For long it has been accepted that Kepler ’proved’ three empirical laws of planetary motion, and that Newton depended upon these in ’establishing’ his law of universal gravitation. As Professor Wilson demonstrates, the truth is more complicated - but more interesting. The question of observational evidence therefore forms the theme of this volume. The first articles trace the evolution of Kepler’s ideas and reconstruct the steps in his journey. Their conclusion is that observational error inevitably prevented any satisfactory direct verification of Kepler’s first law so, as Kepler himself recognised, his results rested upon hypothesis. The final articles present a similar study of Newton’s thoughts on gravitation and planetary motion: again, as Newton left it, the theory he propounded can be considered no more or less than a hypothesis. In between Professor Wilson examines the attitudes of mid-17th-century astronomers to Kepler’s ideas, and in particular, the achievements of Jeremiah Horrocks: he died in 1640, at the age of only twenty-two, but his improvements in Keplerian astronomy were of great importance for Newton’s future work.
Contents: Preface; Kepler’s derivation of the elliptical path; How did Kepler discover his first two laws?; The error in Kepler’s acronychal data for Mars; The inner planets and the Keplerian revolution; Newton and some philosphers on Kepler’s laws; Horrocks, harmonies and the exactitude of Kepler’s third law; On the origin of Horrock’s lunar theory; From Kepler’s laws, so-called, to universal gravitation: empirical factors; Newton and the EÃ¶tvÃ¶s experiment; Corrigenda et addenda; Index.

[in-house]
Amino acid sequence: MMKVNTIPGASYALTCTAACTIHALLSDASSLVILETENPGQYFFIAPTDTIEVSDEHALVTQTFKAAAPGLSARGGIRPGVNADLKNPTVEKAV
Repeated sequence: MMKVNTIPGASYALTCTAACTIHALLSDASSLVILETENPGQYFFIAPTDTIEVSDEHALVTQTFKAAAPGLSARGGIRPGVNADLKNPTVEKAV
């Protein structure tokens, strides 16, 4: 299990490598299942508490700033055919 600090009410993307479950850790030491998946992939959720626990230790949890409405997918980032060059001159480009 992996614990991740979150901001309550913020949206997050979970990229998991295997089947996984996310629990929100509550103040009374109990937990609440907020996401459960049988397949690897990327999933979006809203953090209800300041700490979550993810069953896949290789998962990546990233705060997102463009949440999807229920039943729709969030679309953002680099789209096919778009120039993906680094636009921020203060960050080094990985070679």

The first title in the Variorum Collected Studies series was published in 1970. Since then well over 1000 titles have appeared in the series, and it has established a well-earned international reputation for the publication of key research across a whole range of subjects within the fields of history.
The history of the medieval world remains central to the series, with Byzantine studies a particular speciality, but the range of titles extends from Hellenistic philosophy and the history of the Roman empire and early Christianity, through the Renaissance and Reformation, up to the 20th century. Islamic Studies forms another major strand as do the histories of science, technology and medicine.
Each title in the Variorum Collected Studies series brings together for the first time a selection of articles by a leading authority on a particular subject. These studies are reprinted from a vast range of learned journals, Festschrifts and conference proceedings. They make available research that is scattered, even inaccessible in all but the largest and most specialized libraries. With a new introduction and index, and often with new notes and previously unpublished material, they constitute an essential resource.
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